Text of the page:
- Fish for rainbow trout in East Texas: In Texas, cold-water loving rainbow trout can’t survive past the winter. Spring breakers can harvest the last of the year’s stocked rainbow trout for free 8 a.m. to 12 p.m March 11-14 at the Tyler Nature Center in East Texas. TPWD Inland Fisheries staff will have loaner equipment, tackle and bait on hand to help families catch and clean up to five rainbow trout each at the free event. No fishing license is needed to participate. After spending the morning on the water fishing, anglers are encouraged to put on their hiking shoes and explore the nearby scenic outdoor hiking trails.
- Catch and cook a crappie: Crappie are a delicious and popular sport fish that are easiest to catch in the spring when they move to shallow water in preparation to spawn. At Granger Lake, north of Austin, the U.S. Army Corps of Engineers operates four parks that provide campgrounds, restrooms, picnic areas, boat ramps, and opportunities for shoreline fishing on this reservoir. Other popular crappie lakes include Lake Fork, Toledo Bend Reservoir and Sam Rayburn Reservoir.
- Target the state fish of Texas: Guadalupe bass, the state fish of Texas, can be found in the rocky, spring-fed rivers of the Texas Hill country. Anglers can find public fishing access, kayak and canoe launches and other amenities on several of the rivers that Guadalupe bass call home, including three sites on the Colorado River, two sites on the Brazos River, and four sites on the Llano River. A list of all of the public fishing access sites, along with details and directions, can be found on the TPWD River Access and Conservation Area Program website.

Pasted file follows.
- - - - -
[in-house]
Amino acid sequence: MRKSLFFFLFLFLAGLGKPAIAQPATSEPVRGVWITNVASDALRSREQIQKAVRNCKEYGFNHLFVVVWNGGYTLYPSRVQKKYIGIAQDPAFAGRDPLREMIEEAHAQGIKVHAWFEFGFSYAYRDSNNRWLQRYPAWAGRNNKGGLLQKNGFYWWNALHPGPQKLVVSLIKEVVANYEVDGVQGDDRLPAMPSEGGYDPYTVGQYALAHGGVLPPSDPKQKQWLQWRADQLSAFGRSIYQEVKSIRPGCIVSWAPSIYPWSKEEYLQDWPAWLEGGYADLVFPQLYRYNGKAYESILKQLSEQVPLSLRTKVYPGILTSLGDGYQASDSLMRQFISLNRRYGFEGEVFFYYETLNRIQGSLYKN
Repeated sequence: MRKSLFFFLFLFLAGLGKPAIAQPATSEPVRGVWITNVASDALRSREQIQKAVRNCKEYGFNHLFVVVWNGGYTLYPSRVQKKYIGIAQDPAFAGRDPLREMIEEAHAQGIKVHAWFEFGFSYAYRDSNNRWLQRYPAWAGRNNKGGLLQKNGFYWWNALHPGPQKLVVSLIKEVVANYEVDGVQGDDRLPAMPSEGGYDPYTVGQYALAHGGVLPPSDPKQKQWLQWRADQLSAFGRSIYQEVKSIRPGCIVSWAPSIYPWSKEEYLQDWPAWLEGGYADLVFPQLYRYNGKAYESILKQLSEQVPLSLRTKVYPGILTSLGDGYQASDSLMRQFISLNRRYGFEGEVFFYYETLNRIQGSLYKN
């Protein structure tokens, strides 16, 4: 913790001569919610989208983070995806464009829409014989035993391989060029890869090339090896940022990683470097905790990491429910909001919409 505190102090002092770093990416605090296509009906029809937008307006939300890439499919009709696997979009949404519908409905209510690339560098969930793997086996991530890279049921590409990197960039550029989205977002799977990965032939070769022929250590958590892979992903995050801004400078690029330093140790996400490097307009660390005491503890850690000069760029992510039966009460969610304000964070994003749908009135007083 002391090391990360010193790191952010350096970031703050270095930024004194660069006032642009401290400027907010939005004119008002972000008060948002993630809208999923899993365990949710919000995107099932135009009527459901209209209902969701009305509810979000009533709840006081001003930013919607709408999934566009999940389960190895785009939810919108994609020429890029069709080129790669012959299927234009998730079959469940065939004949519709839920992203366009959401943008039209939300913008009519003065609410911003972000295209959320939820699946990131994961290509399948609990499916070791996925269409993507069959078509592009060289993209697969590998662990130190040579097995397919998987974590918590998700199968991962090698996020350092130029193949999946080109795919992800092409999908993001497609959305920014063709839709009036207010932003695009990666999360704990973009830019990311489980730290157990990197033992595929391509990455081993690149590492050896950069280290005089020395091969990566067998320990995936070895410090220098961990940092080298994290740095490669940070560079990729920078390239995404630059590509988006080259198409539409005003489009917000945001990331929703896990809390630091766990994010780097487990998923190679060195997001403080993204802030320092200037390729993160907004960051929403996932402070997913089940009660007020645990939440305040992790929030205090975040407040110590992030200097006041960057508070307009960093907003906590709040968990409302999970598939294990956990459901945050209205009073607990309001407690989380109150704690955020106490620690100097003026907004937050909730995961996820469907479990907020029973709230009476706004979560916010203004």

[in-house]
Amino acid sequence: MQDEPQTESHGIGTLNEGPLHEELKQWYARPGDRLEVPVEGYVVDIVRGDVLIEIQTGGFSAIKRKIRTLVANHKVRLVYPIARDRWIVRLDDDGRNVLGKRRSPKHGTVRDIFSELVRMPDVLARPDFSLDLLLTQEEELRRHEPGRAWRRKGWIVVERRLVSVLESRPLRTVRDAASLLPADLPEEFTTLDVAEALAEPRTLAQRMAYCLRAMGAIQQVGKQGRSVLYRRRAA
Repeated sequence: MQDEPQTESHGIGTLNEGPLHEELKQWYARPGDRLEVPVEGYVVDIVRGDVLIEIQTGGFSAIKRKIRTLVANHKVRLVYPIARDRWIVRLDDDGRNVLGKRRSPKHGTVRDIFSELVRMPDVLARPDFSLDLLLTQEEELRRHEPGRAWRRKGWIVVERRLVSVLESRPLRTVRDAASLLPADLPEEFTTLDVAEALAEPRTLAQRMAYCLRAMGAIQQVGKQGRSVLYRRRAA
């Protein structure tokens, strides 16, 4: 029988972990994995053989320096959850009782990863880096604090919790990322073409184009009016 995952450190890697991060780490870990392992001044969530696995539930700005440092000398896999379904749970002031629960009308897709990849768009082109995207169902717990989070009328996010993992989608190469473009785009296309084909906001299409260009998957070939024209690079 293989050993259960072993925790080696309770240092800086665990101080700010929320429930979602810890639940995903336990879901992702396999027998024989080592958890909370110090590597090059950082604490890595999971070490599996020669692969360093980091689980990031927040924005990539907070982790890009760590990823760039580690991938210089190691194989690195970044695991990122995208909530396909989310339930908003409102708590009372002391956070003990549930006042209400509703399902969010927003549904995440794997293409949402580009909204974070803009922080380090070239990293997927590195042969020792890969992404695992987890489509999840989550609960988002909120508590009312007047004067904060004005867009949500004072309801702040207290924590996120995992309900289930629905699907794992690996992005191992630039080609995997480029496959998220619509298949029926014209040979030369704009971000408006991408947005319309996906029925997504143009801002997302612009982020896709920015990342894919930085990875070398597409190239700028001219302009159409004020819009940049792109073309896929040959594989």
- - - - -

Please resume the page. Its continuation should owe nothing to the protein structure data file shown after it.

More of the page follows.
- Tour a Texas state fish hatchery: Anglers and future fisheries biologists can see first-hand where millions of fish are raised each year for stocking into the public waters of Texas at five inland fish hatcheries located across the state and three saltwater fish hatcheries on the Texas coast. Many of the hatcheries welcome the public to come and visit their educational and informative facilities through scheduled tours or by appointment. Learn more on the Texas State Fish Hatcheries website.
- Catch a big bass in West Texas: In Texas, March is considered one of the best months to catch a whopper bass. With recent rainfall, many West Texas lakes have higher water levels and are producing “lunker” bass for anglers, including Oak Creek Reservoir, O.H. Ivie Lake, Twin Buttes Reservoir and Lake Amistad, to name a few. Pick a fishing spot in the TPWD Angler’s Guide to West Texas online, and find detailed fishing regulations, angling opportunities, cover & structure, and tips & tactics for it in the Texas Freshwater Lakes list.
For anglers over 17 years old, a valid fishing license with a freshwater or saltwater endorsement is required to take fish, mussels, clams, crayfish or other aquatic life in the public waters of Texas. A fishing license is not required if fishing from the bank in a state park or in waters completely enclosed by a state park.